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LOEWEN: Remembrance Day: This is the time for silence

Image Credit: Compilation/Jennifer Stahn
November 11, 2015 - 9:56 AM

In over fifty years of life, I cannot recall ever having witnessed a week without war in the World.

War has been the geo-political wallpaper for us. First with the televising of the Vietnam War, all the way through the decades of the Cold War with nuclear annihilation a movie away, to the Final Countdown coming to a smartphone near you.

War is ubiquitous. It’s gone global and perpetual.

And yet I, along with most of the rest of my generation, have never been called upon to serve our country in a soldier’s role. Previous generations were not so fortunate.

For those of us born after the Second World War, war has been what we’ve observed, analyzed, protested against, feared, and yearned to see end. And yet it persists.

On Remembrance Day we remember our fellow-Canadians enlisted in our armed forces. And we remember those who have perished in their missions, and others wounded in so many ways who carry on as veterans.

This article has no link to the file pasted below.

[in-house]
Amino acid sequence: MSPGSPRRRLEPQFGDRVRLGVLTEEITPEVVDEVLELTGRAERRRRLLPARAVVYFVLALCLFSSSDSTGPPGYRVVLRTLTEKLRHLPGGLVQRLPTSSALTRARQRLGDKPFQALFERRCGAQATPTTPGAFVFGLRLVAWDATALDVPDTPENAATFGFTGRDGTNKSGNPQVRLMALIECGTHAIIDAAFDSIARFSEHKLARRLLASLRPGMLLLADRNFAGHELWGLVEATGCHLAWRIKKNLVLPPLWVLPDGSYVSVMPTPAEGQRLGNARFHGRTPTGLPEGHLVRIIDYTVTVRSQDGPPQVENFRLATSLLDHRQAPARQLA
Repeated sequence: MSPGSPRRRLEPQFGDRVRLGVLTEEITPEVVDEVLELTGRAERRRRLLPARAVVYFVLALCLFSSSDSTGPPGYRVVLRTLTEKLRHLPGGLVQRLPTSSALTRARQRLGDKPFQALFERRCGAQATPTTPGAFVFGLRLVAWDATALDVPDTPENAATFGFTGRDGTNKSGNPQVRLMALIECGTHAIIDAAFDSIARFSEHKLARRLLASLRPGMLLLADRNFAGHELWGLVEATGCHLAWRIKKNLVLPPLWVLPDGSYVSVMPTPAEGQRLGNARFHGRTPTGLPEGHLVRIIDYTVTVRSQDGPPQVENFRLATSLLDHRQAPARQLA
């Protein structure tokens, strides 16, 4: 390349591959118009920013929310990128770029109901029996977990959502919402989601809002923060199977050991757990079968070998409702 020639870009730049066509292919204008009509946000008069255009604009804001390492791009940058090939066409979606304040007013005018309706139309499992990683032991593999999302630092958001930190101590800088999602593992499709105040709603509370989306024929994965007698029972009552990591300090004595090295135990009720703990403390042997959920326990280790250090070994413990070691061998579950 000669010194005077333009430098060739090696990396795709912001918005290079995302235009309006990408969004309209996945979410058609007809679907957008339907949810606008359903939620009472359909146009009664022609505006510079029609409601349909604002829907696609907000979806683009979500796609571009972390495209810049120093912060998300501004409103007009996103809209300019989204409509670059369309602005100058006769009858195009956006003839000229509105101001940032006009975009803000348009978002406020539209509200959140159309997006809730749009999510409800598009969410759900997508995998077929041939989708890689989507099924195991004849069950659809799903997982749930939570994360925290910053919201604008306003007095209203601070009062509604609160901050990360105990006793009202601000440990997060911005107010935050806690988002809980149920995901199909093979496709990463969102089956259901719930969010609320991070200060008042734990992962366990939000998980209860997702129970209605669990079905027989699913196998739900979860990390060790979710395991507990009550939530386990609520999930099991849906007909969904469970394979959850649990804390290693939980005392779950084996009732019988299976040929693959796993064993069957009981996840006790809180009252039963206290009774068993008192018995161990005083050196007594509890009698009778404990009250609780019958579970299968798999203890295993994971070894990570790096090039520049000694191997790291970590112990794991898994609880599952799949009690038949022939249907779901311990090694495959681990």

For those of us who have never “been there,” it is difficult to imagine the psychological toll that war can take on its participants. But we can read about increasing numbers of returning veterans lost to suicide, and the news shakes us to the core. 

On Remembrance Day I am reminded how fragile we are. How, when we pass one another in the street, we can never know the personal hells that each have known. How, each of us are each other’s keepers. Inextricably bound.

On Remembrance Day I am reminded how much I deplore the barbarity of war-making, the senselessness of it for those most affected by it, the immorality of the economics that valorizes it. The temptation rises to angrily lash out at war’s perpetrators.

And yet the negative critique stands stilled on this day. For this is the day of the soldiers, known and unknown. For the many who died senseless deaths, young men and women consigned by the purple proclamations of politicians to their untimely ends.

This is the time for war’s abatement, this day.

This is the time for silence.

— Jeffrey Loewen is a Kelowna-based writer who plays music by day and politics by night

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